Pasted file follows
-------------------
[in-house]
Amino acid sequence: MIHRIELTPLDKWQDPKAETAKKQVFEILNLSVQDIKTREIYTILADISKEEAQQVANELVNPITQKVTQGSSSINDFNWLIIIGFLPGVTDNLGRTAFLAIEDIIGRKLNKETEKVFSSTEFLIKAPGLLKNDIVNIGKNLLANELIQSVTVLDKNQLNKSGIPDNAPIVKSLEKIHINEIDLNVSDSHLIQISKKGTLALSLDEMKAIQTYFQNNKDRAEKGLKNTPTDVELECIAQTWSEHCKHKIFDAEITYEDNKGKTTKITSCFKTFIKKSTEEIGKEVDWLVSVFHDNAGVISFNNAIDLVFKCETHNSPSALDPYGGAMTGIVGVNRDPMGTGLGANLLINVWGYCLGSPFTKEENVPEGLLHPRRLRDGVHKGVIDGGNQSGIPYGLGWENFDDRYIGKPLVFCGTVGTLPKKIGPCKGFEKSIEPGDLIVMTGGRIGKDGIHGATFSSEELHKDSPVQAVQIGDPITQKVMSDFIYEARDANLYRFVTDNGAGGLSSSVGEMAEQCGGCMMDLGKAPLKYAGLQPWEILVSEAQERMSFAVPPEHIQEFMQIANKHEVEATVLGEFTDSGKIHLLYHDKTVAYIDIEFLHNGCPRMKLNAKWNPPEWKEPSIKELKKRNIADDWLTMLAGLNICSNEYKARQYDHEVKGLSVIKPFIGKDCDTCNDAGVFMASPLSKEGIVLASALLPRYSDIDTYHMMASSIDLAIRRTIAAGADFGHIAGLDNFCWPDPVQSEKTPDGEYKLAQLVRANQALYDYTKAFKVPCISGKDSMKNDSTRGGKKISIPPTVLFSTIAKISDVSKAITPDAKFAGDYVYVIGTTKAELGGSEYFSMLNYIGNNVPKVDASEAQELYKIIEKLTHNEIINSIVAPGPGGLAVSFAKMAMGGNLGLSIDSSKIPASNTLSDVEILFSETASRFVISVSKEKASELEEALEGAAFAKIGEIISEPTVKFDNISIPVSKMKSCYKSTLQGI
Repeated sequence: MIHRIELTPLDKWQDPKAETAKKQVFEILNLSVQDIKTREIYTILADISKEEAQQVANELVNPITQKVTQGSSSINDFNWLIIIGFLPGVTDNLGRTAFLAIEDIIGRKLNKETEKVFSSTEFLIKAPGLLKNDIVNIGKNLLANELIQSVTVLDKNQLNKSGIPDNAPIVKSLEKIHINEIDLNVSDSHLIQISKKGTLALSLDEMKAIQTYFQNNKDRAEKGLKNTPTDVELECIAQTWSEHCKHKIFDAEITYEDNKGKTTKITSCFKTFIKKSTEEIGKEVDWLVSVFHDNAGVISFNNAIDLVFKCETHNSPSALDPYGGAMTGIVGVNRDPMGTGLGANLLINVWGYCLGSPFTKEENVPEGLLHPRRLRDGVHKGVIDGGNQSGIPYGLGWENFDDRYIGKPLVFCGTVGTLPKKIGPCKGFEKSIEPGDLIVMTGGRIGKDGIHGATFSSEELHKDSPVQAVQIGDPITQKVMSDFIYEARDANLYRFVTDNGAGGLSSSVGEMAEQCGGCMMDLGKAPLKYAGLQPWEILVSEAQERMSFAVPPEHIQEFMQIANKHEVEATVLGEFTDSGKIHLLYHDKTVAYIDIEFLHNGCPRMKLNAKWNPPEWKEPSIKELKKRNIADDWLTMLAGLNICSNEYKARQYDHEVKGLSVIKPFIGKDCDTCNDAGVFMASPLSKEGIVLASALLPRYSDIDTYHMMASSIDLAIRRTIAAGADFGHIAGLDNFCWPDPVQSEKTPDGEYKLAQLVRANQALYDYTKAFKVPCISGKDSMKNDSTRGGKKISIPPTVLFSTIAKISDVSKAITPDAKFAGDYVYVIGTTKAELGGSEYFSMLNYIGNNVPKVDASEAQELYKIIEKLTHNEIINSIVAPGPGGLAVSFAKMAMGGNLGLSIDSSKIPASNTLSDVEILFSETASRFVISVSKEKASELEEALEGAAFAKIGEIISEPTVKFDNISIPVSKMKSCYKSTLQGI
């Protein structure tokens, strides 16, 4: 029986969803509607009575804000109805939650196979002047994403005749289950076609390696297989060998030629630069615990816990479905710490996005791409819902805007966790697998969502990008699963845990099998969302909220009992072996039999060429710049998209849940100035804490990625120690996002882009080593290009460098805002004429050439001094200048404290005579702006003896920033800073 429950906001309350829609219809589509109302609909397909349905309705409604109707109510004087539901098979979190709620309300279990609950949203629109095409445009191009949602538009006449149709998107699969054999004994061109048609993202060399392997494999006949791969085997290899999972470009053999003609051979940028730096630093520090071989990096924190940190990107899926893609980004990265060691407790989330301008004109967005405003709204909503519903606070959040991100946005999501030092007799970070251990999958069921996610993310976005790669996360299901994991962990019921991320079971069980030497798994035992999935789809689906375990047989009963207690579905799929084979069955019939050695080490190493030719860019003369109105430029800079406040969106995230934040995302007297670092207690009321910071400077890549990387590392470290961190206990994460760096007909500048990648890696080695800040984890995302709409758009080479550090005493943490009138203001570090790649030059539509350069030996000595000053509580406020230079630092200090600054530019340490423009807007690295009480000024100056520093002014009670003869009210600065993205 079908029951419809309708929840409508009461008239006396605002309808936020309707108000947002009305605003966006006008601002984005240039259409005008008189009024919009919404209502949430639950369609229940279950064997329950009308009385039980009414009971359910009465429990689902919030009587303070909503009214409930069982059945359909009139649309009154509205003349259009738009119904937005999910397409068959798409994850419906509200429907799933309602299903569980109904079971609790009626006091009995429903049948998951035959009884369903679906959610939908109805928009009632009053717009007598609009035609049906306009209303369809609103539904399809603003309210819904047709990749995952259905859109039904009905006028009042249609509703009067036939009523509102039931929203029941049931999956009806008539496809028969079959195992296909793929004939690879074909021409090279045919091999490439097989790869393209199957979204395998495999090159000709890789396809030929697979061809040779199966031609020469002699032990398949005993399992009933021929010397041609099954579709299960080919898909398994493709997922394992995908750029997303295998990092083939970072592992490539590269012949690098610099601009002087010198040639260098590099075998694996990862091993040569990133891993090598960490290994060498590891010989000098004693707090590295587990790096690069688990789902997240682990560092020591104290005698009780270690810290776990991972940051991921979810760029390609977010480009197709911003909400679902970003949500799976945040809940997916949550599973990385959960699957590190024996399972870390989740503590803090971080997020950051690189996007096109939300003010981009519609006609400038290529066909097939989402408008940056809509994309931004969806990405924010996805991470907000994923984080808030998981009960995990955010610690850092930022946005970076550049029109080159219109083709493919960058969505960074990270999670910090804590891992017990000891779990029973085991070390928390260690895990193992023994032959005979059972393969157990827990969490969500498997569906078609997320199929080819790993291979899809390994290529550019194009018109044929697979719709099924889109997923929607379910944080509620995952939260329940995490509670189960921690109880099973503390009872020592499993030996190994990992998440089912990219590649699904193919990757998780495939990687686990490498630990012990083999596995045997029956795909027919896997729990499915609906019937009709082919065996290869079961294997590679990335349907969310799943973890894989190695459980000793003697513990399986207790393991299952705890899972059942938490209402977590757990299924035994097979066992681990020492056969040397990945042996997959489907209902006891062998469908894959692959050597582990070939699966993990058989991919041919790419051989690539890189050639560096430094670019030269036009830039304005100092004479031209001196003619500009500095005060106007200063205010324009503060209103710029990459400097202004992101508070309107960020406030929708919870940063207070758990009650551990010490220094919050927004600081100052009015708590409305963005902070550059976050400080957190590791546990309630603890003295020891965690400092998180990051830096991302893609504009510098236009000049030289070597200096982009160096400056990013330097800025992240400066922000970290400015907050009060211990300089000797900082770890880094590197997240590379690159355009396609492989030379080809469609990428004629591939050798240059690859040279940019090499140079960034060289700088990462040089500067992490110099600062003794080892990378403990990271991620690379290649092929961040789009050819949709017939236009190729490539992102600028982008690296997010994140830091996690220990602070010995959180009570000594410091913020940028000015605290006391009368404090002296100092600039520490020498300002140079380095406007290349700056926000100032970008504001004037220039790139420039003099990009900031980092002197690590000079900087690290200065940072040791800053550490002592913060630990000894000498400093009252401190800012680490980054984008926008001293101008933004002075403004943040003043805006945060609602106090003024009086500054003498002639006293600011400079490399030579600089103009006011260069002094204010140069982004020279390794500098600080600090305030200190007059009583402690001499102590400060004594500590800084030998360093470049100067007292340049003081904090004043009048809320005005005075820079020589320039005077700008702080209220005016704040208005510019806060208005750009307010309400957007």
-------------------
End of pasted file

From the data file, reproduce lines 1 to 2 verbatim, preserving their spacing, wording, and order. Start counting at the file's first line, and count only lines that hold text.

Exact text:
[in-house]
Amino acid sequence: MIHRIELTPLDKWQDPKAETAKKQVFEILNLSVQDIKTREIYTILADISKEEAQQVANELVNPITQKVTQGSSSINDFNWLIIIGFLPGVTDNLGRTAFLAIEDIIGRKLNKETEKVFSSTEFLIKAPGLLKNDIVNIGKNLLANELIQSVTVLDKNQLNKSGIPDNAPIVKSLEKIHINEIDLNVSDSHLIQISKKGTLALSLDEMKAIQTYFQNNKDRAEKGLKNTPTDVELECIAQTWSEHCKHKIFDAEITYEDNKGKTTKITSCFKTFIKKSTEEIGKEVDWLVSVFHDNAGVISFNNAIDLVFKCETHNSPSALDPYGGAMTGIVGVNRDPMGTGLGANLLINVWGYCLGSPFTKEENVPEGLLHPRRLRDGVHKGVIDGGNQSGIPYGLGWENFDDRYIGKPLVFCGTVGTLPKKIGPCKGFEKSIEPGDLIVMTGGRIGKDGIHGATFSSEELHKDSPVQAVQIGDPITQKVMSDFIYEARDANLYRFVTDNGAGGLSSSVGEMAEQCGGCMMDLGKAPLKYAGLQPWEILVSEAQERMSFAVPPEHIQEFMQIANKHEVEATVLGEFTDSGKIHLLYHDKTVAYIDIEFLHNGCPRMKLNAKWNPPEWKEPSIKELKKRNIADDWLTMLAGLNICSNEYKARQYDHEVKGLSVIKPFIGKDCDTCNDAGVFMASPLSKEGIVLASALLPRYSDIDTYHMMASSIDLAIRRTIAAGADFGHIAGLDNFCWPDPVQSEKTPDGEYKLAQLVRANQALYDYTKAFKVPCISGKDSMKNDSTRGGKKISIPPTVLFSTIAKISDVSKAITPDAKFAGDYVYVIGTTKAELGGSEYFSMLNYIGNNVPKVDASEAQELYKIIEKLTHNEIINSIVAPGPGGLAVSFAKMAMGGNLGLSIDSSKIPASNTLSDVEILFSETASRFVISVSKEKASELEEALEGAAFAKIGEIISEPTVKFDNISIPVSKMKSCYKSTLQGI